The Enlarged Board of Appeal, the highest judicial authority under European patent law, issued its decision in case G 3/19 and concluded that plant and animals exclusively obtained by essentially biological processes (such as breeding) are not patentable.
The opinion reverses previous decisions G 2/12 and G 2/13, which had held that the patentability exclusion of essentially biological processes did not extend to products obtained by such processes. In this very political issue, Rule 28 of the EPC had been amended after decisions G 2/12 and G 2/13 in order to prohibit patent protection for such inventions. However, in decision T 1063/18, board 3.3.04 of the European Patent Office held that the amended Rule 28 was incompatible with Art. 53(b) of the EPC.
Upon referral of the question by the president of the EPO, the Enlarged Board of Appeal held that a particular interpretation of the law is never set in stone because the meaning of a provision can change over time. The circumstances of the adoption of the new Rule 28 EPC as well as the legislative developments in the contracting states allow and even call for a dynamic interpretation of Art. 53(b) EPC. By adopting such a dynamic interpretation, the Enlarged Board abandoned its earlier interpretation of Art. 53(b) EPC in decisions G 2/12 and G 2/13.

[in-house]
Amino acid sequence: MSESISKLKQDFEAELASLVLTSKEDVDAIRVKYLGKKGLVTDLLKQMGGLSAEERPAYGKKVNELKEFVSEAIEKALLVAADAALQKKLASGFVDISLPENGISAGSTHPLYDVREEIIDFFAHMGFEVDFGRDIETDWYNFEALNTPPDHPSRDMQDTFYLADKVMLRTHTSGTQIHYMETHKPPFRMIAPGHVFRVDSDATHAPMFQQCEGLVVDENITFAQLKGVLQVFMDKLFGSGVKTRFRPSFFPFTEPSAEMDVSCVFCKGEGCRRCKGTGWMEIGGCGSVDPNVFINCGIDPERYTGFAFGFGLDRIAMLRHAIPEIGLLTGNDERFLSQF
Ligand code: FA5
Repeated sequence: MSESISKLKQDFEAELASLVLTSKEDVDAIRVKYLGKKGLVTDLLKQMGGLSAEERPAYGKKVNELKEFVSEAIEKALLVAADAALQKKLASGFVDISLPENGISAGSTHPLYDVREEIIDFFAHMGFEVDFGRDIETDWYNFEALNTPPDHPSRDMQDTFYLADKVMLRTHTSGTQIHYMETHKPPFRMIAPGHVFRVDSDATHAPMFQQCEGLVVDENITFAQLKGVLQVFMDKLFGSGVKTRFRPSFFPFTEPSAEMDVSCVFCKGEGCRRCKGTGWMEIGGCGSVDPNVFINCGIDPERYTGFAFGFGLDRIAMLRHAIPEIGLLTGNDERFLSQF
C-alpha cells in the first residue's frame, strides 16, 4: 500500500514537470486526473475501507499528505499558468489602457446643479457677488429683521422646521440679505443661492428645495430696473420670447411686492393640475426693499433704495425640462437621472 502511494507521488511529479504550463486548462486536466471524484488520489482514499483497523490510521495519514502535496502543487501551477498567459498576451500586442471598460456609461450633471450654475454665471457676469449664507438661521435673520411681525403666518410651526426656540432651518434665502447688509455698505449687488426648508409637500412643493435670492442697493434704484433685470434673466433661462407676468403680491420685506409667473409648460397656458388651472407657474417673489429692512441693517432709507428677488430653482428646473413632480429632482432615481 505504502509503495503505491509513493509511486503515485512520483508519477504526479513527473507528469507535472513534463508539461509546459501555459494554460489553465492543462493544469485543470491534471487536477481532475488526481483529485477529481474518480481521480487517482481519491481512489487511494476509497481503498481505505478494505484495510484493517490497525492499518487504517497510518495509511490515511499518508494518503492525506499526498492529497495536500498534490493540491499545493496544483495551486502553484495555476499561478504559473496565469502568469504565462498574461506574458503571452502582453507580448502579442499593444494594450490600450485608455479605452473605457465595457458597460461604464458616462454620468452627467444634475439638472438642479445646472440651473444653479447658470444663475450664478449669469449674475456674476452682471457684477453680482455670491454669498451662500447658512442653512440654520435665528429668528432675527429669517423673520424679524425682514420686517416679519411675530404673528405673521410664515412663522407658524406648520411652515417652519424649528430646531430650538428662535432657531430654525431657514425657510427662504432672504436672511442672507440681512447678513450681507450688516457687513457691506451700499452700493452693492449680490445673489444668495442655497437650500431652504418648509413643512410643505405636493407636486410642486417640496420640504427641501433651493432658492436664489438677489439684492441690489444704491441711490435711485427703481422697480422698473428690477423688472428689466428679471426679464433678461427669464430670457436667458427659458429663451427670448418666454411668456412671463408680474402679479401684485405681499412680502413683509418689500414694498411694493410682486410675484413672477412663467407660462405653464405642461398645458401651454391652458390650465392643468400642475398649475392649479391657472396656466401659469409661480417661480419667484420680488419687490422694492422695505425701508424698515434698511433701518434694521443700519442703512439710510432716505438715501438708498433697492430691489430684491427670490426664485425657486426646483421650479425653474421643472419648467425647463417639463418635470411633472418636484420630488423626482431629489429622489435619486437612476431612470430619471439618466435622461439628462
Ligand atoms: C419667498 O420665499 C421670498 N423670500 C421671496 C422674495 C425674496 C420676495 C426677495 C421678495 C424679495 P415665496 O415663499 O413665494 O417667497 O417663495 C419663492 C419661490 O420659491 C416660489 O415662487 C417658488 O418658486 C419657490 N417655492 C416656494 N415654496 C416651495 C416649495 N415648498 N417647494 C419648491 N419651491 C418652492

This new interpretation is not retroactive. It does not apply to patents granted before July 1, 2017 (i.e. entry in force of the new Rule 28 EPC) or to pending applications filed before that date, thereby ensuring legal certainty of patent owners and applicants.